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Five ways to be a terrible book reviewer

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James Cortada laments the sad state of book reviewing and categorizes the five most egregious faults of reviewers. While Cortada is writing about the public review media, scholarly publishers will recognize faults of peer reviewers for academic work as well.

I have probably reviewed over 200 manuscripts of potential books, written reviews on nearly an equal number of published books, and read a half-dozen reviews every week for the last quarter century. I am often amazed at how poorly people write reviews. As the author of over forty books, I have also had the opportunity to be stunned by how people have reviewed my work. But I do not know anyone who has been trained to write good reviews, except for a few of us who had outstanding English teachers in the eighth or ninth grade making us write one or two book reports.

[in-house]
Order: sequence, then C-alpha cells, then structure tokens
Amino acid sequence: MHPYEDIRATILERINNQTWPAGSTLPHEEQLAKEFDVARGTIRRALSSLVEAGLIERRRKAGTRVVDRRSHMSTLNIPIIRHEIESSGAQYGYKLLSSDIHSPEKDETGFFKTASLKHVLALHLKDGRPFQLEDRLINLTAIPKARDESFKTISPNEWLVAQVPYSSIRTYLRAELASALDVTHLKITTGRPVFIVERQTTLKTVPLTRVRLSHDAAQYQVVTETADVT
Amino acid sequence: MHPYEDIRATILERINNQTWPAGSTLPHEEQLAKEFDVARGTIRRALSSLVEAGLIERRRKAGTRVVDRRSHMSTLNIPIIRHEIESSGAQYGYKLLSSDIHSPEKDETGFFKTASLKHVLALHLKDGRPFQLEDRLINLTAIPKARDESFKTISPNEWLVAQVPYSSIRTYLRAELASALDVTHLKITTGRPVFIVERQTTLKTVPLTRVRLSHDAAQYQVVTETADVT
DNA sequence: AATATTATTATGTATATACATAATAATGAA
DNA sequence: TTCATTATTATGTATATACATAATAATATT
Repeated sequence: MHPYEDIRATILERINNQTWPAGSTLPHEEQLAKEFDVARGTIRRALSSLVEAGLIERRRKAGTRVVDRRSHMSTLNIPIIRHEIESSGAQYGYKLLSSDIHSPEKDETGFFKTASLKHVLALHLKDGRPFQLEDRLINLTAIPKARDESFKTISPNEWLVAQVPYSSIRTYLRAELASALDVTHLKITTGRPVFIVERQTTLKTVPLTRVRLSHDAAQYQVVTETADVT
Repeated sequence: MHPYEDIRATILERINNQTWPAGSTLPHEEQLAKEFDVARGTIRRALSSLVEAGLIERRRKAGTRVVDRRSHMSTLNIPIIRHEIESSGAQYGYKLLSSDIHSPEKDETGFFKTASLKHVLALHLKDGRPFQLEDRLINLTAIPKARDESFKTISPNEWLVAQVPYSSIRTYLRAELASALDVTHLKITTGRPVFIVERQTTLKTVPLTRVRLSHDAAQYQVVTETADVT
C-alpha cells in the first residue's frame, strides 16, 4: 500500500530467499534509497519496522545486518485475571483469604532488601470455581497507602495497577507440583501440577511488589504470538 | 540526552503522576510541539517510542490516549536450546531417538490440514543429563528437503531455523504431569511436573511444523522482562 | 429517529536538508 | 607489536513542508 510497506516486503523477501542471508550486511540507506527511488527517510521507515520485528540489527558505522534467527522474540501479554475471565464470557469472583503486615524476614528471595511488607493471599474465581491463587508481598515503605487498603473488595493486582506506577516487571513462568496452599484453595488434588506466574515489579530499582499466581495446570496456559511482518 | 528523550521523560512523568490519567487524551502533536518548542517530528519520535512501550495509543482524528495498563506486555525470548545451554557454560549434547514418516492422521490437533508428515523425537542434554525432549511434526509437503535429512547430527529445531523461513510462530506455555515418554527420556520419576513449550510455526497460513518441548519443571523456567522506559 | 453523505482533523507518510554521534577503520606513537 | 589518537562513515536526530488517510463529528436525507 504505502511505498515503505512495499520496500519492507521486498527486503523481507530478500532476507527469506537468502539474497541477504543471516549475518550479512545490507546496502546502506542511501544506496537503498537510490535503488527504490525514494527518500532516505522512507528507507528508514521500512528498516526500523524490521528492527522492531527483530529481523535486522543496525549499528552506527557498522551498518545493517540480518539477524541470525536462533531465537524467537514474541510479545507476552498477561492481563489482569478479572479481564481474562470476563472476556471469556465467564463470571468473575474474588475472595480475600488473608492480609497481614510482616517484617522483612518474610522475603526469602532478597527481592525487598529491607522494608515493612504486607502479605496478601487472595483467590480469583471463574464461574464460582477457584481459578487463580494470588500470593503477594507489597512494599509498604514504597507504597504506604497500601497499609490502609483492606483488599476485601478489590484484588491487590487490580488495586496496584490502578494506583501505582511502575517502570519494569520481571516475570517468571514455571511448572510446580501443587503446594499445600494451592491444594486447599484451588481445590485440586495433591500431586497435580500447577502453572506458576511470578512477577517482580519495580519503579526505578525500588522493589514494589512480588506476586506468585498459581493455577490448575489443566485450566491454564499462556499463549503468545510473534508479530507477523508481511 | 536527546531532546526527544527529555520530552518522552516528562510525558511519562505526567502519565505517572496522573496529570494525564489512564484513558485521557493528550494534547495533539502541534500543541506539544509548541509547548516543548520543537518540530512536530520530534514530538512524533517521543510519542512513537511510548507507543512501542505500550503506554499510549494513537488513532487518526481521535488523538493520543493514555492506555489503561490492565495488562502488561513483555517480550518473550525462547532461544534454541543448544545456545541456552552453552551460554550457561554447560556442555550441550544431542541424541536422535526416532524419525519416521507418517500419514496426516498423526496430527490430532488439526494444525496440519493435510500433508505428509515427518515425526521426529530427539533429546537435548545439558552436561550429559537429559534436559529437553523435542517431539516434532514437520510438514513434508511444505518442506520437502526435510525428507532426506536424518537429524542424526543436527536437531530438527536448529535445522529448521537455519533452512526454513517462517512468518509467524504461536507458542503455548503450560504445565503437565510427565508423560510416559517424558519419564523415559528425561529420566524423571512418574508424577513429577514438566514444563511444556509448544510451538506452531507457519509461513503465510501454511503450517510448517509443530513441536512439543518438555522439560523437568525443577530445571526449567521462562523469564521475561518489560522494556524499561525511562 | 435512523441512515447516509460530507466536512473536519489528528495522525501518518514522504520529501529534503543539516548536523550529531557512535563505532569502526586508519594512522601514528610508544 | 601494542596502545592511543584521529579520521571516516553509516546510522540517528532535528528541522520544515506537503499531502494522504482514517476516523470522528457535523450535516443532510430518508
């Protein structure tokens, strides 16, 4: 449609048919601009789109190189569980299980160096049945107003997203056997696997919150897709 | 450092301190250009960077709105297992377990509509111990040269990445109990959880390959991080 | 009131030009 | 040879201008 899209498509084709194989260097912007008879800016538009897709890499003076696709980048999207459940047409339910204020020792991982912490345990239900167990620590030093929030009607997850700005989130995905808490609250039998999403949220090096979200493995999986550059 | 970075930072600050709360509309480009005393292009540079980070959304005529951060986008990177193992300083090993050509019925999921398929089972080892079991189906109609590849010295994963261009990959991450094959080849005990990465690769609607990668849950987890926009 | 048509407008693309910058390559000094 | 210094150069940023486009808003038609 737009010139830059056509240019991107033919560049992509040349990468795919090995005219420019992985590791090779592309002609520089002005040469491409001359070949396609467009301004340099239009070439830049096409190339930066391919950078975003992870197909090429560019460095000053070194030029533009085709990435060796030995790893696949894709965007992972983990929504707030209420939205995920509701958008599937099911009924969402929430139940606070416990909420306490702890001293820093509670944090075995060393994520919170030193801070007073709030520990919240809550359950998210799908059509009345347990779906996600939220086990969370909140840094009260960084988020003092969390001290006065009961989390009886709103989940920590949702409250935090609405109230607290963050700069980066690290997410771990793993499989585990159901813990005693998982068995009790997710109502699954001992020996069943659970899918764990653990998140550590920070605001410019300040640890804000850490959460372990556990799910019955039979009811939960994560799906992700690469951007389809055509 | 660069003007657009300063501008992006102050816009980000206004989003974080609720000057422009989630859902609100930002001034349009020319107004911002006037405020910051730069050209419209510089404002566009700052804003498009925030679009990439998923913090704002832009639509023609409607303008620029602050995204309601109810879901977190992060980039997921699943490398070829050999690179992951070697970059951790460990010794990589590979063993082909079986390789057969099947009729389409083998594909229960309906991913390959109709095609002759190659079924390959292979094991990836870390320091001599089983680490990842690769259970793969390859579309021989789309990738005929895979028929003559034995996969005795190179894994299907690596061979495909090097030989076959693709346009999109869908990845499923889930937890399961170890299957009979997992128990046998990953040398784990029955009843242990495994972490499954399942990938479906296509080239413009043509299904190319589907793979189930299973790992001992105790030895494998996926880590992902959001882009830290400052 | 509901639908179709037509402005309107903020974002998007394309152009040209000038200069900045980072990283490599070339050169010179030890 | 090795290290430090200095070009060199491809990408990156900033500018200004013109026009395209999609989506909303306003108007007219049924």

Why should we write good reviews? There are many good reasons to do the job right. First, a bad review blows up in your face, not just in the author's. Second, if you are a publisher, you might reject a book or force changes to the manuscript that are not warranted, thereby losing a profitable opportunity. For example, in the mid-1980s a well-known New York publisher of business books turned down a book written by a midwestern consultant who was unknown at the time and who had written a book on how to form teams in business. He wrote the book before the publisher realized that the topic was important. By around 1993, the consultant had published the book, paying for all the production costs out of his own pocket, and had sold over 600,000 copies at $35 each. By anyone's standard, except the fancy New York editor's, the book was a runaway success. Third, it is...